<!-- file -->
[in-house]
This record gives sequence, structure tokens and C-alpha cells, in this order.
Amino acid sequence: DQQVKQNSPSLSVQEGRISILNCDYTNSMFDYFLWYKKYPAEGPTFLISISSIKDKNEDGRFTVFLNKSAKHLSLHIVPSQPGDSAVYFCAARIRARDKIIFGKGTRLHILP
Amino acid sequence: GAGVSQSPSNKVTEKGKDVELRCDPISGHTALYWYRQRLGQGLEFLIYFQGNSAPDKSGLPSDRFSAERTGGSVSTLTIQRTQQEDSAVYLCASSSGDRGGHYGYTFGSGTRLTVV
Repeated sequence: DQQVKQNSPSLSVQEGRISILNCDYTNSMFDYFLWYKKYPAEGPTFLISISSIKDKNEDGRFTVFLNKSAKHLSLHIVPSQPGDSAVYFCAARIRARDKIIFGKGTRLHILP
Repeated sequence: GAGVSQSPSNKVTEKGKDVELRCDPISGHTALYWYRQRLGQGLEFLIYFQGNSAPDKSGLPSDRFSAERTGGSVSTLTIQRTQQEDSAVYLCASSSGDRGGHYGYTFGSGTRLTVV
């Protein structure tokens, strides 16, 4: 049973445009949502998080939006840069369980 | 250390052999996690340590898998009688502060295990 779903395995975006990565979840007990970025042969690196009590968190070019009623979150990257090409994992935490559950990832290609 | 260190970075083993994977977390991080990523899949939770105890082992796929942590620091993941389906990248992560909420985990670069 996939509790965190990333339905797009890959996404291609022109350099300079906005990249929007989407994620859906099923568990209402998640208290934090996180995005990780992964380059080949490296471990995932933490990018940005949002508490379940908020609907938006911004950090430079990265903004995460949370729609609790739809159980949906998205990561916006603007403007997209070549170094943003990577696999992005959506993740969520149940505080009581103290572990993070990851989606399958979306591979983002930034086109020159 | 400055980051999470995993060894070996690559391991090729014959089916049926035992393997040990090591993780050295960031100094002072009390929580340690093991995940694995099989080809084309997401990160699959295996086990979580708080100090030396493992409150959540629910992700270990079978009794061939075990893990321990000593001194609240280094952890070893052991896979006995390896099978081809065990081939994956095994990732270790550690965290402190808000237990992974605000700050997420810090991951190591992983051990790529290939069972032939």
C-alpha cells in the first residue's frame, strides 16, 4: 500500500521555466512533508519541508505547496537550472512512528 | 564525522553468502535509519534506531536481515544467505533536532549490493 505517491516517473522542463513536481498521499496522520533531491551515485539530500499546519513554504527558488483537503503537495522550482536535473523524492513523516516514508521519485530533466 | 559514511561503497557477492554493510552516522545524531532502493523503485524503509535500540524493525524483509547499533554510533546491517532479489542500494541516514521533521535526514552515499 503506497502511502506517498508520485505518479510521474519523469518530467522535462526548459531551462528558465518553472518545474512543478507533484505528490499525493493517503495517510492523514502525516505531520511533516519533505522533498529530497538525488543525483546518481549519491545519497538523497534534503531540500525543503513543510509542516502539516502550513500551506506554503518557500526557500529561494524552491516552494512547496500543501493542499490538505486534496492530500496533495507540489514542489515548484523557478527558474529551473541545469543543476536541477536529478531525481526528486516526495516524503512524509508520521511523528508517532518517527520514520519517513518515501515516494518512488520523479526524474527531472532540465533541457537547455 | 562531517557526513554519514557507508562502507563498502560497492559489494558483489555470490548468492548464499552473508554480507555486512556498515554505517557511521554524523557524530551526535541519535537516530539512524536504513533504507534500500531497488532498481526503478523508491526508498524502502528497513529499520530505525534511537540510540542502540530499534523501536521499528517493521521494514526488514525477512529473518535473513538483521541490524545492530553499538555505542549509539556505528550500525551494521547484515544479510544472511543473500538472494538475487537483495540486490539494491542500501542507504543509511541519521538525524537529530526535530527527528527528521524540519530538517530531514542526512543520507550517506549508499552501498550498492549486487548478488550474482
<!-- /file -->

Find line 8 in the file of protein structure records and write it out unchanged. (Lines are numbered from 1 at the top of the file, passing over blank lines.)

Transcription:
C-alpha cells in the first residue's frame, strides 16, 4: 500500500521555466512533508519541508505547496537550472512512528 | 564525522553468502535509519534506531536481515544467505533536532549490493 505517491516517473522542463513536481498521499496522520533531491551515485539530500499546519513554504527558488483537503503537495522550482536535473523524492513523516516514508521519485530533466 | 559514511561503497557477492554493510552516522545524531532502493523503485524503509535500540524493525524483509547499533554510533546491517532479489542500494541516514521533521535526514552515499 503506497502511502506517498508520485505518479510521474519523469518530467522535462526548459531551462528558465518553472518545474512543478507533484505528490499525493493517503495517510492523514502525516505531520511533516519533505522533498529530497538525488543525483546518481549519491545519497538523497534534503531540500525543503513543510509542516502539516502550513500551506506554503518557500526557500529561494524552491516552494512547496500543501493542499490538505486534496492530500496533495507540489514542489515548484523557478527558474529551473541545469543543476536541477536529478531525481526528486516526495516524503512524509508520521511523528508517532518517527520514520519517513518515501515516494518512488520523479526524474527531472532540465533541457537547455 | 562531517557526513554519514557507508562502507563498502560497492559489494558483489555470490548468492548464499552473508554480507555486512556498515554505517557511521554524523557524530551526535541519535537516530539512524536504513533504507534500500531497488532498481526503478523508491526508498524502502528497513529499520530505525534511537540510540542502540530499534523501536521499528517493521521494514526488514525477512529473518535473513538483521541490524545492530553499538555505542549509539556505528550500525551494521547484515544479510544472511543473500538472494538475487537483495540486490539494491542500501542507504543509511541519521538525524537529530526535530527527528527528521524540519530538517530531514542526512543520507550517506549508499552501498550498492549486487548478488550474482